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This post is part of our ongoing series featuring the works of Professor LeBoeuf 's students in her Introduction to Religions of Asia course at Whittier College!

Diwali is an annual festival that is celebrated in either October or November depending on hindu calendar. Diwali is the biggest festival in India and is the most widely celebrated and also one of the most popular ones along with Holi. ​Diwali commemorates the return of Lord Rama along with Sita and Lakshman, from his fourteen-year-long exile and defeating the demon-king Ravana.

Diwali lasts over five days, each day has a significance behind it and each day celebrates something different. ​The first of five days of Diwali is called Dhanteras. This marks the official start of Diwali. It is also the thirteenth lunar day in the Hindu calendar. ​On this day, Lord Dhanvantari is believed to have come out of the ocean with Ayurveda, the science of medicine​. That is one legend that talks about Dhanteras, but there are others too with different stories. Another way to celebrate Dhanteras is by worshiping Goddess Lakshmi. On Dhanteras, Lakshmi, the Goddess of wealth is worshiped to provide prosperity and well being. “It is also the day for celebrating wealth, as the word 'Dhan' literally means wealth and 'Tera' comes from the date 13th.”(Das). In the evening, the lamp is lit and Dhan-Lakshmi is welcomed into the house. Alpana or Rangoli designs are drawn on pathways including the goddess' footprints to mark the arrival of Lakshmi.

The second day of the five days is called ‘Choti Diwali’ which translates to small diwali. This is the day before the maid day of diwali. It is also known as ​Naraka Chaturdashi and Kali Chaudas. Legend has it that the demon king Narakasur, the ruler of Pragjyotishpur (a province to the south of Nepal) defeated Lord Indra in a fierce battle. He then snatched the glittering earrings of the Mother Goddess, Aditi (the ruler of Suraloka and a relative of Satyabhama, Lord Krishna's wife). The evil demon king also abducted and imprisoned sixteen thousand daughters of the Gods and Saints in his harem. Upon hearing of the atrocities carried out by Naraksura, Satyabhama was enraged and she pleaded with Lord Krishna to give her the opportunity to destroy the ruthless demon king and thereby vanquish his evil rule.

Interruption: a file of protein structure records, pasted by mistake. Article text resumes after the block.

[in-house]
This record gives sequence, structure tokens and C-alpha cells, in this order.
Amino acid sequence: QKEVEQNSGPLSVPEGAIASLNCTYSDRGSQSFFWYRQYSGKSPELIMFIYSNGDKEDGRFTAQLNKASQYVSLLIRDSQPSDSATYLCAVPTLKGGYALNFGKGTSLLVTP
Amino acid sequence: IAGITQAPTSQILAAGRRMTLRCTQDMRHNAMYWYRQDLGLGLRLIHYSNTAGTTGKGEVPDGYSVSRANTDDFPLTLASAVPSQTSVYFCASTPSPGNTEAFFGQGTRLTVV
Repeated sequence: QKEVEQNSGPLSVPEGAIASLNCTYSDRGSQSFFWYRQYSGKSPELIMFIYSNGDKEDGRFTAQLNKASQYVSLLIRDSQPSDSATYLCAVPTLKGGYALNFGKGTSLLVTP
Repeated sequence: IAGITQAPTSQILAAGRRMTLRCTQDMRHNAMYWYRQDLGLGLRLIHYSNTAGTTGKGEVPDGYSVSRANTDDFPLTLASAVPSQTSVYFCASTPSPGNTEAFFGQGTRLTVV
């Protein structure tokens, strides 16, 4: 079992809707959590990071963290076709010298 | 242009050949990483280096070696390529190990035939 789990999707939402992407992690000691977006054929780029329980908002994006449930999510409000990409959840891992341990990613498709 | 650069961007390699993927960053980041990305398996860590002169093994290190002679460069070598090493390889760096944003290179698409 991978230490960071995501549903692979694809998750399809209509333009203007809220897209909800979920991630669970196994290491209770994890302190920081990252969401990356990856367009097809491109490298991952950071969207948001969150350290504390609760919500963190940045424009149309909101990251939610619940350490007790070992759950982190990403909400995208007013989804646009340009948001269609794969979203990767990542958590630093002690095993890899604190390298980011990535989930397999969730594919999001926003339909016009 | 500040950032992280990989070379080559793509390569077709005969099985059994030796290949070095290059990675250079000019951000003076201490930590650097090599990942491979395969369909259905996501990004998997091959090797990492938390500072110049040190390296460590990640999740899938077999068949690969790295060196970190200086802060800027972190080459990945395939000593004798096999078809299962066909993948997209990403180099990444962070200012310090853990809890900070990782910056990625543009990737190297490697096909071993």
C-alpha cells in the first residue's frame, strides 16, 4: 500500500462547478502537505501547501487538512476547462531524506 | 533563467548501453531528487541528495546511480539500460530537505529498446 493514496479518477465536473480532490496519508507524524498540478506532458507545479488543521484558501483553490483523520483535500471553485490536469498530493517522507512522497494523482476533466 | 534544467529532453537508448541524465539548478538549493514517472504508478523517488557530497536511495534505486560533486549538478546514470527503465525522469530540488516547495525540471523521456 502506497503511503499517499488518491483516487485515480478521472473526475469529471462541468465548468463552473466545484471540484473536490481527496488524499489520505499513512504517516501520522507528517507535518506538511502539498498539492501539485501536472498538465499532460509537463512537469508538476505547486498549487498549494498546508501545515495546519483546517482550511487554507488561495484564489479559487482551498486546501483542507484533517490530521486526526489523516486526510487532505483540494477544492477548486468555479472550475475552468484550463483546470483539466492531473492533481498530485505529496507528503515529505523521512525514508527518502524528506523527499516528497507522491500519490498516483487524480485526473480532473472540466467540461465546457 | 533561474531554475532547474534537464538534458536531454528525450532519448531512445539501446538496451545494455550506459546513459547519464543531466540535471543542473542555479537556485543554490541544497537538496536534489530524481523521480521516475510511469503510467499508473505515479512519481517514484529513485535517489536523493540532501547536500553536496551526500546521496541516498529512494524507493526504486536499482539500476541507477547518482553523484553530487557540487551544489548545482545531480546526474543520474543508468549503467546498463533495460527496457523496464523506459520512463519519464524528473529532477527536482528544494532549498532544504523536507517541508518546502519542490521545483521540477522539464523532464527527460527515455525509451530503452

Traditions for choti diwali are different from region to region. In South India that victory of the divine over the mundane is celebrated in a very peculiar way. People wake up before sunrise prepare a paste by mixing Kumkum in oil, symbolizing blood and after breaking a bitter fruit that represents the head of the demon King that was smashed by Krishna, apply that mixture on their foreheads. Then they have an oil bath using sandalwood paste.​In Maharashtra, a traditional early morning bath with oil and "Uptan" (paste) of gram flour and fragrant powders is a `must'. All through the ritual of baths, deafening sounds of crackers and fireworks can be heard as children get into the Diwali mode.

Deepavali is the third day of diwali. This is the actual day of Diwali, commonly known as the Hindu New Year. The faithful cleanse themselves and join with their families and priests to worship the goddess Lakshmi, consort of Lord Vishnu, to receive blessings of wealth, prosperity, triumph of good over evil, light over darkness. This is also the day Lord Rama returned to Ayodhya, having successfully rescued Sita and defeated the demon Ravana. On this day we have the biggest puja. We usually have maybe around 20-25 diyas that are placed in a thali and we pray to Lord Krishna, Goddess Lakshmi and also in my family to Lord Hanuman.

The fourth day of diwali is the day of the spiritual harvest. Thousands of years ago, Lord Krishna caused the people of Vrindavan to perform Govardhana Puja. It is written in the Ramayana that when the bridge to Lanka was being built by the Vanara army, Hanuman (a divine loyal servant of Lord Rama possessing enormous strength) was bringing a mountain as material to help with the construction of the bridge. When a call was given that enough materials had already been obtained, Hanuman placed the mountain down before reaching the construction site. Due to lack of time, he did not return the mountain to its original place.

The last day of diwali is known as Bhratri Dooj, it is dedicated to sisters. This day is also known as Bhai Fota among Bengalis, when the sister prays for her brother's safety, success and well being. This day marks the end of the five days of Diwali celebrations.

About Siddharth Tibrewala

I mostly go by Sid. I am from Mumbai, India. I am a first-year business management major. I love playing soccer, it is a huge part of my life and I also love playing video games.

Works Cited


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